Helmet Laws Explained
Helmet Laws Explained
Changes to the laws relating to the use of European standard helmets are now consistent across Australia.
Here’s some useful information regarding the recent changes to use of motorcycle helmets and relevant Australian Standards in all Australian States and Territories.
It is now standard across Australia with changes to all States Road Traffic Acts allowing the use of ECE22.05 standard helmets in all States and Territories of Australia.
This brings an end to the inconsistencies that have been present throughout Australia since Queensland legalised the use of European helmets in February 2015.
Manufacturers and importers will now be able to bring models in directly from Europe without having to go through the Australian testing and approval process.
For you the motorcyclist the obvious benefits are in three areas – a wider range of helmets available, cheaper prices and an end to the massive confusion that has surrounded helmets for well over twelve months.
The standards and types of helmets approved for use in Australia include:
- Australian Standard (AS) 1698:1988, Protective helmets for vehicle users;
- Australian Standard /New Zealand Standard (AS/NZS) 1698: 2006, Protective helmets for vehicle users;
- United Nations Economic Commission for Europe (UN ECE) 22.05, Uniform provisions concerning the approval of protective helmets and their visors for drivers and passengers of motorcycles and mopeds.
To ensure that your protective helmet is compliant with the Australian legal standards and types, look for identifying marks on the helmet, such as a sewn-in label and, on 2010 or later helmets, a compliance sticker. All helmets must be marked to show that they comply with the relevant Australian Standard (i.e. AS 1698:1988 or AS/NZS 1698:2006) or UN ECE 22.05.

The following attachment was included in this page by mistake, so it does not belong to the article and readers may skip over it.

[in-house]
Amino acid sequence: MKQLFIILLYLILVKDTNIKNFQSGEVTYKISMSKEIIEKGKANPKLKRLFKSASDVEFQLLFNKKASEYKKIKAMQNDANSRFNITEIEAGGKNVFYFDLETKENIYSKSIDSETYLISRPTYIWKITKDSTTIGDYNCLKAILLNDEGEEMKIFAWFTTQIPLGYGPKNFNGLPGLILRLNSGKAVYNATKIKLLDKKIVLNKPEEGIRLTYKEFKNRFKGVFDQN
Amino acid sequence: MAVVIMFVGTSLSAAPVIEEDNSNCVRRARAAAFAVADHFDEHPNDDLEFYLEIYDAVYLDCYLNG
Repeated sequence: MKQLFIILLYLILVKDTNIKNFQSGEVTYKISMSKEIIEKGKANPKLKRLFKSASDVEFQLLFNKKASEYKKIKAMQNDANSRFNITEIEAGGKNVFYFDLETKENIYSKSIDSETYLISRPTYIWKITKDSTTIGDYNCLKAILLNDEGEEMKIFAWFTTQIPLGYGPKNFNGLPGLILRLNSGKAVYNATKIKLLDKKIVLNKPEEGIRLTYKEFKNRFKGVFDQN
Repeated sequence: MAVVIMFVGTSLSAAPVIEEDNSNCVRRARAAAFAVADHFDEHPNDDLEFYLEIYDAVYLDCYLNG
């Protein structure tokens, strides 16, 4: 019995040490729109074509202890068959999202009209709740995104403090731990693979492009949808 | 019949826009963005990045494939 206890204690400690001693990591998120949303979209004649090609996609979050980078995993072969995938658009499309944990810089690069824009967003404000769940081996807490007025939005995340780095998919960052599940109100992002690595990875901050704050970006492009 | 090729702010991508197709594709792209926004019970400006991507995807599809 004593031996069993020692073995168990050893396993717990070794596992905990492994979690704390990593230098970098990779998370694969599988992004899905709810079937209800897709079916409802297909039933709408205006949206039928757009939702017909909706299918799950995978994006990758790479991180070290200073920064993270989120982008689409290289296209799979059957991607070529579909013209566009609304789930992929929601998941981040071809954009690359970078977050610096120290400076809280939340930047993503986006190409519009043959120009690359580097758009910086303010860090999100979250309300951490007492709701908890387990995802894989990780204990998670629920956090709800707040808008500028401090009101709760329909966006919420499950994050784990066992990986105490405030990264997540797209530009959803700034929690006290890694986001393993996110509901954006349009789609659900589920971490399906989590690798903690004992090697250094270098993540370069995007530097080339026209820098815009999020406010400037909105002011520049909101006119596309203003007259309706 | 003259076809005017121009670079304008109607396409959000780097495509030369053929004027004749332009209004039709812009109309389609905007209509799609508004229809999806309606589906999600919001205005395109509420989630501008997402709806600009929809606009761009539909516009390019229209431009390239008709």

For helmets that comply with UN ECE 22.05, the helmet must bear a label displaying an international approval mark. Look for a label sewn into the retention system of the helmet.
The mark is in a form of a circle surrounding the letter ‘E’, followed by the distinguishing number of the country in which the testing and certification were approved. The number on the right of the ‘E’, therefore, may vary from one model of the helmet to another (e.g. 2=France, 3=Italy).
The mark must also have information concerning the actual standard to which it applies (i.e. 05 is the ECE 22.05 standard and is followed by the approval number issued in the respective country), the type of helmet (i.e. P is ‘protective’ and J signifies ‘Jet’ style open face approval) and its production serial number. Examples are:
We only stock and sell helmets that meet all Australian laws and regulations.
If you have any questions regarding the certification of your helmet please call our friendly team, and we'll be happy to assist.
Can I wear a tinted visor?
WARNING: Tint Iridium and Photo-chromatic shields may not be legal for ROAD use in all States or Territories, Check your road transport authority user law for compliance before using this type of shield for street use within Australia.